I applaud Edwards for her strength to make the decisions best for her. I recently went to a self-care conference; the takeaway was we can’t look back and feel bad about what we’ve done—but we can look forward and not let others dictate who we are. As they say in Ireland—good on ya! As women we need to remember our voices are important and needed, and we all need to support each other in positive ways.
Laurie LeBlanc, Groveland
As a white woman I haven’t experienced the hair issues facing Black women but we have all shared the concern of our appearance. The change in attitude toward accepting our differences is long overdue. Perhaps the pandemic allowed us time to reflect on ourselves. The honesty she can share with her daughter is the most important job of a parent.
Ronnie Gould, Bedford
It makes me rather sad to read how hair was, and no doubt is, such an issue. I love Edwards’s braids and think she should wear her hair however she’d like.
June Blumenthal, Sharon
Edwards is a wonderful news anchor and journalist who did such a great job during the recent mayoral debates. Please continue the coverage of our superb local role models.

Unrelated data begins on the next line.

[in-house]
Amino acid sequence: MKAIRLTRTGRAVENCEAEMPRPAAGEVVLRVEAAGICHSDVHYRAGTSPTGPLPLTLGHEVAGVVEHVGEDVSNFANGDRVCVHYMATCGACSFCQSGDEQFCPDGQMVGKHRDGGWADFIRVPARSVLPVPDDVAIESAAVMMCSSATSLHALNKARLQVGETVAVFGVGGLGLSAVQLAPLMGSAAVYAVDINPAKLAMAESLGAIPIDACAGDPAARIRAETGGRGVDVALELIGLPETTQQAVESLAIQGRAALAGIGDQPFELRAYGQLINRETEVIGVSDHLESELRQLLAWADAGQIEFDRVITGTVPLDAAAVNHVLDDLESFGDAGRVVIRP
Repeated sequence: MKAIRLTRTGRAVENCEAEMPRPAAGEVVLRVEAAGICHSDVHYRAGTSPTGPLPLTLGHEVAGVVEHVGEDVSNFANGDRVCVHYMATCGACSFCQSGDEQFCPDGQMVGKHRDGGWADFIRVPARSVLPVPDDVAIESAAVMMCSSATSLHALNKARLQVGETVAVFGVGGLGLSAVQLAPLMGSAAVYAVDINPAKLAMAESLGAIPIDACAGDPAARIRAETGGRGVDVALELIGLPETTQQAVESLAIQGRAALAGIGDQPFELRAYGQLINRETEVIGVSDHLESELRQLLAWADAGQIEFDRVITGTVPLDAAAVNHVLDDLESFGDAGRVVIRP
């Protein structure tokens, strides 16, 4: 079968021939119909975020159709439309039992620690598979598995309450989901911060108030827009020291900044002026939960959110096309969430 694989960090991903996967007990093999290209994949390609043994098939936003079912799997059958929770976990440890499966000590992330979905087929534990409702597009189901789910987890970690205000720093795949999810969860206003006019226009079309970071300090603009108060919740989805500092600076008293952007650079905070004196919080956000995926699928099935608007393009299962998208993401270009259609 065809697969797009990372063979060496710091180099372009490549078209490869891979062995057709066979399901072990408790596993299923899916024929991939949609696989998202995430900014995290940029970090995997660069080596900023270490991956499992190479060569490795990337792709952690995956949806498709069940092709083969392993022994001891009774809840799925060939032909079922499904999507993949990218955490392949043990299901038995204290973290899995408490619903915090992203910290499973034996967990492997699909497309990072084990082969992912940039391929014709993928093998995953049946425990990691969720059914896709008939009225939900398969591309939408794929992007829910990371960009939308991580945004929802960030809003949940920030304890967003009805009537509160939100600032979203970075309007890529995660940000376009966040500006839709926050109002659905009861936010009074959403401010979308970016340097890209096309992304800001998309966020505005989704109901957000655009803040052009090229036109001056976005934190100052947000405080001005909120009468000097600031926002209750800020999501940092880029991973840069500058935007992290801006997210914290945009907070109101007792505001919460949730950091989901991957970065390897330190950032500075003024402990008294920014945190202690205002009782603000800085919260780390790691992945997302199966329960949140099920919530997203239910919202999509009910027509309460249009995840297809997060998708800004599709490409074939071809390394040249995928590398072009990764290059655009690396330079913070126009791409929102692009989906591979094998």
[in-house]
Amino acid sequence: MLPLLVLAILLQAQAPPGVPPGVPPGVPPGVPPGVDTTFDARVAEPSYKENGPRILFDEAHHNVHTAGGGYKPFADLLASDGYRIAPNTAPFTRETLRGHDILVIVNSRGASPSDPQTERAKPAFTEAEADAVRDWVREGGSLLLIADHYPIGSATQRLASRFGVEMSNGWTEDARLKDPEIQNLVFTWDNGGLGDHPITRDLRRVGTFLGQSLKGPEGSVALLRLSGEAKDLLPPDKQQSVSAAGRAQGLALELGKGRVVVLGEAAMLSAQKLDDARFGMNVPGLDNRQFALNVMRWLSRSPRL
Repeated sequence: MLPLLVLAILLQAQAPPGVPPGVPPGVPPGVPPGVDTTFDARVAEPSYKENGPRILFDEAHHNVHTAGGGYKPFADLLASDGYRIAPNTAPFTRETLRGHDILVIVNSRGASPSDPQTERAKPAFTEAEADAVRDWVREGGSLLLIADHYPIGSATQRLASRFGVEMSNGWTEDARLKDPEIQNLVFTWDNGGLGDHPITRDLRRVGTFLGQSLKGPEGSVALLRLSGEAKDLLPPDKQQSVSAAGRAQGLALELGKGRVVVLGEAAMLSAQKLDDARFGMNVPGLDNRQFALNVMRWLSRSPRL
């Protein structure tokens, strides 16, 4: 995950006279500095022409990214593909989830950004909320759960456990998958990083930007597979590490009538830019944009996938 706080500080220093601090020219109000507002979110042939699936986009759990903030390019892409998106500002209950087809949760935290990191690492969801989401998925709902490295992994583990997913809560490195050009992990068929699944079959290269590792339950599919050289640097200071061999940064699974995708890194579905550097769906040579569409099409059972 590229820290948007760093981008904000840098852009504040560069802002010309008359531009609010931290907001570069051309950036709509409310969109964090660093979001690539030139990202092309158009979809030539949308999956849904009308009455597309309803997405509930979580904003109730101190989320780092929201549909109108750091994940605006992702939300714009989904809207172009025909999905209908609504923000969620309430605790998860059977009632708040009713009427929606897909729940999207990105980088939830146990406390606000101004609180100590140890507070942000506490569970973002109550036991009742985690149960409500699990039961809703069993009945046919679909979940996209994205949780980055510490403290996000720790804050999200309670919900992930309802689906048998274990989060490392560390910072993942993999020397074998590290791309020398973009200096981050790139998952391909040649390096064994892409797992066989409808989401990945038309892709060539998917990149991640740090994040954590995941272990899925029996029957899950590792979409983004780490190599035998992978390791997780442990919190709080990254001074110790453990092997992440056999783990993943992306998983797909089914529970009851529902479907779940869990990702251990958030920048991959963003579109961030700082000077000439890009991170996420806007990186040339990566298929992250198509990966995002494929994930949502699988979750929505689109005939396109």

Jeff Zilberfarb, Boston
Congratulations to Edwards for having the courage to say enough is enough and for her news director to agree. I’ve watched Black colleagues face this arduous task toward “perfection” not only because they are Black but because they are women. What a burden. The focus should be on what they as individuals bring to the table—competence, relatability, skill. Not hair.
Holly Steel, Foxboro
I was moved and impressed by what Edwards wrote about coming to feel she should go on air with her braids. From the grief after her mother’s death, and the pain of seeing her daughter mistreated, came an honest reassessment of her own choices — and then came growth. SO admirable!
Keith Muntyan, Sharon
Love Edwards’s hair, hate the way the way we judge each other. As an someone about 10 years older than her, I kept my hair short because in business I was considered as looking too young with long hair. Enjoy your hair and life.
Maureen Porter, Upton
Beautiful article regarding our natural hair. I have been natural for 21 years. I recently interviewed for a job wearing my natural hair and went through the process years ago feeling as if it was not accepted. Edwards has been a voice for this challenging topic.
Tasha Smith, South End
I’m an African American 61-year-old from Providence. Just want to applaud Edwards for the breakthrough in proudly showing and educating the corporate and media worlds of the beauty and authenticity of not only our hair but our skin, too. Her affiliate station in Providence, plus the other two major networks, are still far behind in reflecting the community they serve. Need to continue sending the message to corporate America that audiences are of different shades, hair textures, and genders.
David Oyedele, Providence